Wednesday, October 11, 2017

Syrian Refugee + Garden, Zahle, Lebanon, 2017

The generation before her gave birth to my photography over twenty years ago, as a taxi driver dropped me off near to this camp. The generosity of the Syrians living in these tents was immediately felt as the women invited me to have some tea. Ever since that first moment the children of this community have been documented, their stories recorded.

The boys who used to give me trouble have now become the leaders of the camps. Instead of teasing me, they referred to me as Uncle Halim and attended to me as they would attend to their elders. The transformation was unlike any in my photographic experience, perhaps showing me the future of my work in the various communities as time passes.

This year was different than previous years, since the conflict in Syria has changed the region entirely. The number of Syrians seeking safety in Lebanon has increased dramatically, and amongst them may exist those intent on doing harm to an outsider.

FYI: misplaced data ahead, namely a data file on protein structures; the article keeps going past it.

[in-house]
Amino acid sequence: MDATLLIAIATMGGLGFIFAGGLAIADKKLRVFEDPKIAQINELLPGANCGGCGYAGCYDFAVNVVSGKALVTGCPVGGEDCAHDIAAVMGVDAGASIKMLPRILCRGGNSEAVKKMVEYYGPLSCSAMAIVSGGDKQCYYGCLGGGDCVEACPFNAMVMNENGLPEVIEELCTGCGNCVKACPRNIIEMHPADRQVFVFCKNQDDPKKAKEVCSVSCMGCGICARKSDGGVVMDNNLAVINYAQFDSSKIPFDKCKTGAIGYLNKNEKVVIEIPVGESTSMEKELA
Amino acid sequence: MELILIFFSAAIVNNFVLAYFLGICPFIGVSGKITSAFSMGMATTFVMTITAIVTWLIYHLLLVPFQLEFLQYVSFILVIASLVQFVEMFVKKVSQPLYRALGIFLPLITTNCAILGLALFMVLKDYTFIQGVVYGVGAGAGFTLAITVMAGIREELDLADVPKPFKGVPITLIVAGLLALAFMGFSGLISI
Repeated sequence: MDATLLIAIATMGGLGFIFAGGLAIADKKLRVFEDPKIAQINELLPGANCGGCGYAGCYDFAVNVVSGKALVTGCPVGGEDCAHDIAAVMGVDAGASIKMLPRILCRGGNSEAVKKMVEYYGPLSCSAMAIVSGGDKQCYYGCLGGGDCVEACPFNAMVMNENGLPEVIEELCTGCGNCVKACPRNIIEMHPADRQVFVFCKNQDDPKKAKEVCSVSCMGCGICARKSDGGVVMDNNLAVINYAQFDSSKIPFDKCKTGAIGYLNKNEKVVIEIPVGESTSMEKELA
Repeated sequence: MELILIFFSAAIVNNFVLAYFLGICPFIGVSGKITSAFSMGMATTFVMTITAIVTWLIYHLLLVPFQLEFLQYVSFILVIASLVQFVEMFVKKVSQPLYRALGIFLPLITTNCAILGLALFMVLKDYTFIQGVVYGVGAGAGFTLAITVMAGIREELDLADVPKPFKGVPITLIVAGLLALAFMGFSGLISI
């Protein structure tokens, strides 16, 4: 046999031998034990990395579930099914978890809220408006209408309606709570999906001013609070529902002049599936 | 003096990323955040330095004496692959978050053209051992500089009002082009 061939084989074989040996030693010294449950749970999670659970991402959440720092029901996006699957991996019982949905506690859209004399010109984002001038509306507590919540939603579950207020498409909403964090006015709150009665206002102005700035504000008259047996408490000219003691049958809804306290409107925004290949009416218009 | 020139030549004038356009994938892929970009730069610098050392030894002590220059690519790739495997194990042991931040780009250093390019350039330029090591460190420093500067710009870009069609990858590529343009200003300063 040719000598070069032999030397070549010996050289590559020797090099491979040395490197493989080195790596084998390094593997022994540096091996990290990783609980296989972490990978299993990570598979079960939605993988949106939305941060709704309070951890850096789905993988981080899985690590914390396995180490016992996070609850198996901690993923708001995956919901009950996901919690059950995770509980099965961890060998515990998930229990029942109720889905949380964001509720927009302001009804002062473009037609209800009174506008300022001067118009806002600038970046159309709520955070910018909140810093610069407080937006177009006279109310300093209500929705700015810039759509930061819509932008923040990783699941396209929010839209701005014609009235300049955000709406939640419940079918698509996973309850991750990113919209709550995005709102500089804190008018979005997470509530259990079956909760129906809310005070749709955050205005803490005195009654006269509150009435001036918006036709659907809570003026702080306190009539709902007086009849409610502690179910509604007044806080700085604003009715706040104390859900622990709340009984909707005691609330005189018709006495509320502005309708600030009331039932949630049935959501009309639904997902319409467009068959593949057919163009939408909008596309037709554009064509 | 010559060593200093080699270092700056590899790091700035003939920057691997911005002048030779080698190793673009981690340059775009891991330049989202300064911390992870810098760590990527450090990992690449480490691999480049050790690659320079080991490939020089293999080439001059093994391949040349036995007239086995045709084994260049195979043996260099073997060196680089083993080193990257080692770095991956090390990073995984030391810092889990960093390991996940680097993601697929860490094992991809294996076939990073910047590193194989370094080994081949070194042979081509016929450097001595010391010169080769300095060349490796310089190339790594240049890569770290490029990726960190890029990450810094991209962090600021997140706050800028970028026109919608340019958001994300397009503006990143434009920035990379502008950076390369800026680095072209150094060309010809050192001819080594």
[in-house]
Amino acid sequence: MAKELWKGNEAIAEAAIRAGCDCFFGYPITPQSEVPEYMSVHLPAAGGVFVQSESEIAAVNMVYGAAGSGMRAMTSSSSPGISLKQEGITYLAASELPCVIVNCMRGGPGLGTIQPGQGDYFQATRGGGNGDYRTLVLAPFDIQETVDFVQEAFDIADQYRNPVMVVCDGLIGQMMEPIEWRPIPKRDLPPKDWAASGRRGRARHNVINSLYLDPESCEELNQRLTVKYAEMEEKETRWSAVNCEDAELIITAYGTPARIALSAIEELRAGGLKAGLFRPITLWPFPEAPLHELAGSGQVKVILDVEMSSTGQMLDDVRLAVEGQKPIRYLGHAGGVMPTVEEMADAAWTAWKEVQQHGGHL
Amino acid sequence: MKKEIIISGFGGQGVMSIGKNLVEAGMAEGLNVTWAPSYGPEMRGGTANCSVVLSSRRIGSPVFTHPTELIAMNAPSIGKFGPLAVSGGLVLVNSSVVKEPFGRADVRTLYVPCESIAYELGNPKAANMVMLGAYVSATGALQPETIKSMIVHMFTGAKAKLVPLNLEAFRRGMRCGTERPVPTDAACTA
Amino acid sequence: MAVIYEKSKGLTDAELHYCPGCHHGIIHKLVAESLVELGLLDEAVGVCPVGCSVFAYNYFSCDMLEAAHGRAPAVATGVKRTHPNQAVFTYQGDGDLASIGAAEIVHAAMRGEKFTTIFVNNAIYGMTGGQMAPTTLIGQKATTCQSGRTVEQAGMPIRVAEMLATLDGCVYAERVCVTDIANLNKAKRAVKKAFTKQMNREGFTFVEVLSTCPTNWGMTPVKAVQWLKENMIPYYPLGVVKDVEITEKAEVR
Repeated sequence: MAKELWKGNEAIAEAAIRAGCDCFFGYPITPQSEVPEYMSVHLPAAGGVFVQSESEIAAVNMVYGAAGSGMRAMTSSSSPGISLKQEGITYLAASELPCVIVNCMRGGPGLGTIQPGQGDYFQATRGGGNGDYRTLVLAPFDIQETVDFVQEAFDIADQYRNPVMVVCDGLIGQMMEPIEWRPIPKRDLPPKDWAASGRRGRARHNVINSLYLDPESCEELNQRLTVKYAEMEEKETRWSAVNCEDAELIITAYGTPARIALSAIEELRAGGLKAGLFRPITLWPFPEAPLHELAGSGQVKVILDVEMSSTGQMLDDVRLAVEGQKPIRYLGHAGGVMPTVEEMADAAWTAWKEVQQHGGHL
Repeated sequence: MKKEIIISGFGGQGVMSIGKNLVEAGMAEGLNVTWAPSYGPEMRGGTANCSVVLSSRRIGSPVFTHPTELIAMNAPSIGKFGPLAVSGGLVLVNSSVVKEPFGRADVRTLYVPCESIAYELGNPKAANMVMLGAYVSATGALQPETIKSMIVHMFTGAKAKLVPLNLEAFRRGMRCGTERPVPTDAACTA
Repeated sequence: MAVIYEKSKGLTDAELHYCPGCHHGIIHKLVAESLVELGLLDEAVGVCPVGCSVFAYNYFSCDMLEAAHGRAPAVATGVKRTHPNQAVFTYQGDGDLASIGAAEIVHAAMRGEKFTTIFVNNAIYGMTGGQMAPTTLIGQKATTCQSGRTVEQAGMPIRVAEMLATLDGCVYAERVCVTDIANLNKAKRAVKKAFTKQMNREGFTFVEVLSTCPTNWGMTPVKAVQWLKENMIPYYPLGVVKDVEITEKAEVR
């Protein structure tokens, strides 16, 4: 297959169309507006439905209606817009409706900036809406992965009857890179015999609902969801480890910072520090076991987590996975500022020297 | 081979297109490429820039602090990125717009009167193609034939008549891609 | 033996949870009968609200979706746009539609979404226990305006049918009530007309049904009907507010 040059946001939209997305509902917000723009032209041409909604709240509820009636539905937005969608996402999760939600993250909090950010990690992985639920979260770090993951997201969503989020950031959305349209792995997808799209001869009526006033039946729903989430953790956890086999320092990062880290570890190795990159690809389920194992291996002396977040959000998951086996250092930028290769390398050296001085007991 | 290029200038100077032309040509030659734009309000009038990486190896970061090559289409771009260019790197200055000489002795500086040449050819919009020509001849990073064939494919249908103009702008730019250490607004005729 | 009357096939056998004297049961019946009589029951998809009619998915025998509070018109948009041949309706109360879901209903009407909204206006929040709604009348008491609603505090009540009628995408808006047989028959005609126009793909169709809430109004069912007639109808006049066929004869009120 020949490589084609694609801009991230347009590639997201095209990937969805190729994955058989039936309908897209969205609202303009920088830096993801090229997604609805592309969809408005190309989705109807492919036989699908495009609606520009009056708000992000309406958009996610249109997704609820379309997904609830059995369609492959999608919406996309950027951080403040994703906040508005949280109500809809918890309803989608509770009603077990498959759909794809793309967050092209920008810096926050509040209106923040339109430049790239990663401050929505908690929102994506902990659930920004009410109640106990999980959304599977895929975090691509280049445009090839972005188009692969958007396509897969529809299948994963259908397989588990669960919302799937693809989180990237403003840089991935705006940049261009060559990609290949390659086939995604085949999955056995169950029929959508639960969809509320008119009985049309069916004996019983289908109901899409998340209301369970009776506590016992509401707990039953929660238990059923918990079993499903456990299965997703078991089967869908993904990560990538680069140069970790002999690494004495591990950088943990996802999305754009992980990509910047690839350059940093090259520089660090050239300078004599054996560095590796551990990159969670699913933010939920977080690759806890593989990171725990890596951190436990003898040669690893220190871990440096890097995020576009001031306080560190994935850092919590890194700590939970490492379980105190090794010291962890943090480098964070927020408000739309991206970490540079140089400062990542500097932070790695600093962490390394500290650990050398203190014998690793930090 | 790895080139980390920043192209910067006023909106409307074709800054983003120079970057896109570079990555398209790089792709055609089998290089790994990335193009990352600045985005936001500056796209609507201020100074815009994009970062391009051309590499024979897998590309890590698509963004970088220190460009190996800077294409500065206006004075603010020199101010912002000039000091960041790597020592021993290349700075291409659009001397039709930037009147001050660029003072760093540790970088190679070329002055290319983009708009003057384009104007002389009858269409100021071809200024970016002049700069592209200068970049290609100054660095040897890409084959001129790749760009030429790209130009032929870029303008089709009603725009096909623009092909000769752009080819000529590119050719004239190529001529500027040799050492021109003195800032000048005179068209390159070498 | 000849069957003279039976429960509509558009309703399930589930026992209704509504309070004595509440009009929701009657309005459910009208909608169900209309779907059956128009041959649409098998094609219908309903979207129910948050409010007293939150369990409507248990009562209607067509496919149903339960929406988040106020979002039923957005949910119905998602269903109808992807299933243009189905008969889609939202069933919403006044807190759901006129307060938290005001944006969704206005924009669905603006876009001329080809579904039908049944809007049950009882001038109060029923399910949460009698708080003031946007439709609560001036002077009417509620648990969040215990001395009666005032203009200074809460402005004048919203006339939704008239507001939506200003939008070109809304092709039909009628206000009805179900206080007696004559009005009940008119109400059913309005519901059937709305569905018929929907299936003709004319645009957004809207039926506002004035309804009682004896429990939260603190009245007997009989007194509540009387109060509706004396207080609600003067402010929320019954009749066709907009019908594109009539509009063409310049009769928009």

Thus my Uncle asked to come along for my first visit this summer. We drove to the camp and realized that the families had relocated due to construction. They were about one mile away, and a little further from the main road. We arrived and were immediately greeted by those young boys who had become the leaders. Immediately hugs and kisses were exchanged, and smiles were on everyone's faces. My Uncle was relieved and comfortable enough to allow me to visit on my own for the rest of my time.

This young girl was of course unborn at the time of my early work, and has energized my work once again in the region. To know her language is such a relief, unlike my work in other countries. Watching her react as we speak is priceless, hearing her story firsthand without translation is irreplaceable. 

Note: This image was made with a Sony RX100M3.

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